Do you know why legislative “earmarks” suck?

I did not know what McCain meant when he said he never pursued an “earmarked” legislation. So I checked up on this interesting issue.

McCain has been opposed to earmarks for his entire career. Obama said he tried to get over $700 Million for his friends and constituents over the years. He was able to land about $240 Million. Hillary Clinton also obtained money.

I’ve learned a couple of things since yesterday about earmarks:

1. According to the New York Times the money does not necessarily go to line the pockets of friends and relaitves; Obama, for example, obtained $10 Million for a militrary arsenal in Rock Island, IL and a couple million for soybean disease research at the U. of Illinois. Some money went to school clubs and sports programs at Chicago Jesuit Academy. He also requested $1 Million for the U. of Chicago Medical Center to fund construction of a pavilion to make room for more patient treatment. Other hospitals in Illinois were on Obama’s list. Possibly Obama requested money to make his friends rich. I don’t know.

2. Some representatives use earmarks to help line the pockets of campaign contributors, friends and relatives or just for themselves.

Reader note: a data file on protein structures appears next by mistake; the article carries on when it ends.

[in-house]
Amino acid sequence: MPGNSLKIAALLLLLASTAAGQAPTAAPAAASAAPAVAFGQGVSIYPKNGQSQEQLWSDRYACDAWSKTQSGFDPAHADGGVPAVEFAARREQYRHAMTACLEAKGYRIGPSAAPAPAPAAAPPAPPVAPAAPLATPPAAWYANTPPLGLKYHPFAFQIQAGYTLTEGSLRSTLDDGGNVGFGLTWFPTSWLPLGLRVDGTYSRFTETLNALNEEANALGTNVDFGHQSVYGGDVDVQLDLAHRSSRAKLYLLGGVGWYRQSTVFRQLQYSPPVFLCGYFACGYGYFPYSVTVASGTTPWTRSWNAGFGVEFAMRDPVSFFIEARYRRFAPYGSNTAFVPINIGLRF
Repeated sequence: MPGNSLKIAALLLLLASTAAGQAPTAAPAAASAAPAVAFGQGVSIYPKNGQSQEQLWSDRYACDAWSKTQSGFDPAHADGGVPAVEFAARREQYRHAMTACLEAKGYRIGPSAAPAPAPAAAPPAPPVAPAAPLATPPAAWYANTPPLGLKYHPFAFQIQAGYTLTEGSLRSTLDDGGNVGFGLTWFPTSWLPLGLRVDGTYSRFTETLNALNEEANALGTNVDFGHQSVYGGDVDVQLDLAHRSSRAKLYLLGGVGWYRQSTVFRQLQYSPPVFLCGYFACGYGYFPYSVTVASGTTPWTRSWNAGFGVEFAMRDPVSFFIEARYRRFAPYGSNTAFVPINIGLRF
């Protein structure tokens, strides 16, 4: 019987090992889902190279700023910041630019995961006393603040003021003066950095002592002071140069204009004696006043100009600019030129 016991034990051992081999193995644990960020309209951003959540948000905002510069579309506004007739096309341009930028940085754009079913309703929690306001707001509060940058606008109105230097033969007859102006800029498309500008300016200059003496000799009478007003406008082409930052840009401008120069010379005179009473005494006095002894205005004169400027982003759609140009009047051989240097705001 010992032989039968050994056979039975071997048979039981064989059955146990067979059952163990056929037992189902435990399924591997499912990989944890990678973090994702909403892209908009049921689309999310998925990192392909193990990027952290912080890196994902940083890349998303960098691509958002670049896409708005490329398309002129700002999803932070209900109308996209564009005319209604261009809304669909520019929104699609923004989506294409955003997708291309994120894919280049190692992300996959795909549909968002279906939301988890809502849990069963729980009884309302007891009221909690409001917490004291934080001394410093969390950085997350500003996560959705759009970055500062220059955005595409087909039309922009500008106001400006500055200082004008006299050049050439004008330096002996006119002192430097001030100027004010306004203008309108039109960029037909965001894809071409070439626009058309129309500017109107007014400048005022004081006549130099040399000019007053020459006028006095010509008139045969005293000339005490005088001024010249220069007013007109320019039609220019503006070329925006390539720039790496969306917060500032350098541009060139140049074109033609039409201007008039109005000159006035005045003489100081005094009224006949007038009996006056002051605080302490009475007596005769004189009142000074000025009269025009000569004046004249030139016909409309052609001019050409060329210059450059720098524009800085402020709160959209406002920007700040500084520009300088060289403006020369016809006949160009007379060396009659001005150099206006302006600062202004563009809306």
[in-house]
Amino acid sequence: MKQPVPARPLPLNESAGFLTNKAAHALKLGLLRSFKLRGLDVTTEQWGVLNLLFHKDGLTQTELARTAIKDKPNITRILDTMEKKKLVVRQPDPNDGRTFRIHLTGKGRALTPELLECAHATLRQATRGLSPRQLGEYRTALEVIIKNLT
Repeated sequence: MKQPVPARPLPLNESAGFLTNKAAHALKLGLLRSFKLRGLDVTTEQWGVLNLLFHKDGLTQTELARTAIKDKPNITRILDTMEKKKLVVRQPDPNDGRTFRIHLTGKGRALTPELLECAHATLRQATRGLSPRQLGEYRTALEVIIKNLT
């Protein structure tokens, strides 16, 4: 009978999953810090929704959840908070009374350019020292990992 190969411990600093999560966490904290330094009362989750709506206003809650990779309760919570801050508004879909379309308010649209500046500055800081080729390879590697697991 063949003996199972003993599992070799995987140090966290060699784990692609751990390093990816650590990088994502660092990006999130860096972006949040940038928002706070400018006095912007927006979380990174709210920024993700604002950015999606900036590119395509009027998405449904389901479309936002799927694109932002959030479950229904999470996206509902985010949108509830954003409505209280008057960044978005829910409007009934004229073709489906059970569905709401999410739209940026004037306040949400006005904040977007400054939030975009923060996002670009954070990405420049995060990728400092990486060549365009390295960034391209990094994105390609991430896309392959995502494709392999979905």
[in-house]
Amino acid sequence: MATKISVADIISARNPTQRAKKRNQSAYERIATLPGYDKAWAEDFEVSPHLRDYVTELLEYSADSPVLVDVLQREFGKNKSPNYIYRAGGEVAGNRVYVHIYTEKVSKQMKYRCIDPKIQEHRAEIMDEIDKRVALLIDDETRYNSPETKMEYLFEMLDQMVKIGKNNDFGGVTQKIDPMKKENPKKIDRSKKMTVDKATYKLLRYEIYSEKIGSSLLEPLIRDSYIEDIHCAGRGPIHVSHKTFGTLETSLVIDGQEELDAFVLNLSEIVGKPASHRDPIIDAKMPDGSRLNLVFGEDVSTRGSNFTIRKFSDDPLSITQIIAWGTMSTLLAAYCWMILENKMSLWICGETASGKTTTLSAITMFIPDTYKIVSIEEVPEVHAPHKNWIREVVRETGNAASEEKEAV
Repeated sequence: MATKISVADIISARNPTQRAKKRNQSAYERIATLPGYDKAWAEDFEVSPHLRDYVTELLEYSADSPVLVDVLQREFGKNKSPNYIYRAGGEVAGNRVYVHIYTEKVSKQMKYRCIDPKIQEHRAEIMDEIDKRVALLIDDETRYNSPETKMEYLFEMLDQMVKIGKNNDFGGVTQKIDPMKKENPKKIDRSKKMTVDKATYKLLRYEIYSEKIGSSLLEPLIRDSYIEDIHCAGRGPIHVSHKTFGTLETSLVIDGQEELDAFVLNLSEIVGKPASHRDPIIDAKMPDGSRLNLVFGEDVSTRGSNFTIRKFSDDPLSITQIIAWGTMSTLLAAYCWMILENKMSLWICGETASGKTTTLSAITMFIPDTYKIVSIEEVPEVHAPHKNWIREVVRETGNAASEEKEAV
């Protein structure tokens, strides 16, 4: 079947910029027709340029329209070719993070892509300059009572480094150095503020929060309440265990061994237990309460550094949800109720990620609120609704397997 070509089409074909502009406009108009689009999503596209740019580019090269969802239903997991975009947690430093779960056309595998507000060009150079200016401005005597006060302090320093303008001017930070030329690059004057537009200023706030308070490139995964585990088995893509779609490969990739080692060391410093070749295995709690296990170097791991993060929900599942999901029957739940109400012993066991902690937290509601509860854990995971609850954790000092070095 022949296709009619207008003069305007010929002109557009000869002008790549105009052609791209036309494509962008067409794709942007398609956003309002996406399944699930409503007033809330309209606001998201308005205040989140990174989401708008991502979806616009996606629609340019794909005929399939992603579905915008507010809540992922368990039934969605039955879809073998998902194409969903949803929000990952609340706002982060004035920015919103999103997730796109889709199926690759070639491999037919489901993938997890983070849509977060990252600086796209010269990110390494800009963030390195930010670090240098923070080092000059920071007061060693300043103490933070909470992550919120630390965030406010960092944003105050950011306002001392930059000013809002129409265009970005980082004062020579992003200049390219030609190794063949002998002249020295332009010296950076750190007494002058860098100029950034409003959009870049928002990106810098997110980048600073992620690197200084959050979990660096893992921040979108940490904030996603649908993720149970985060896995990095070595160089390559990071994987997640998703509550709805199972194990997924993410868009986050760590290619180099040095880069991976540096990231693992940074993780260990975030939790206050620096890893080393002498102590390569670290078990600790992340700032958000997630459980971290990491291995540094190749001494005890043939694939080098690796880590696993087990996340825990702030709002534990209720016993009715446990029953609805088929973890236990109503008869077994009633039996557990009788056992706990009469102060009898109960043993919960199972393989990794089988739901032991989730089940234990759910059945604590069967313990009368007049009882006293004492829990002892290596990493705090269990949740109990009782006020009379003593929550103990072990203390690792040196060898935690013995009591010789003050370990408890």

3. Earmarking is not an illegal activity. There was a bill introduced by the Republicans but it never made it very far. Congress folks like to protect their own interests and I suspect the Republicans knew this in advance so introducing a bill was not a threat to their sucking more money from your pockets for who knows what reasons.

Take a look at this article:

FOX News Documentary Shows Congressmen Sent Millions in Earmarks to Their Own Families


http://www.foxnews.com/story/0,2933,361061,00.html

Once you read about earmarks it will be difficult for you to forget how our Congress folks are ripping us off pretty much all of the time.

~greg

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4 responses to “Do you know why legislative “earmarks” suck?

  1. Hmmm… The article raises some great points about corrupt politicians, but a lot of earmarks seem to be for legitimate stuff. The real question, as I see it, is SHOULD the federal government be taxing citizens to pay for little, local projects? In Illinois, state legislators regularly get earmarks to pave roads, support mental hospitals, create bike paths, and do all sorts of stuff. This all seems good for the communities that receive them, but the problem arises when other needy communities are ignored for political reasons (and they are paying for the paved roads of the earmark-receiving communities).

  2. Linked on blog.

  3. Pingback: Interesting blog about earmarks… « Tyler Cowen is a God in the Econ world

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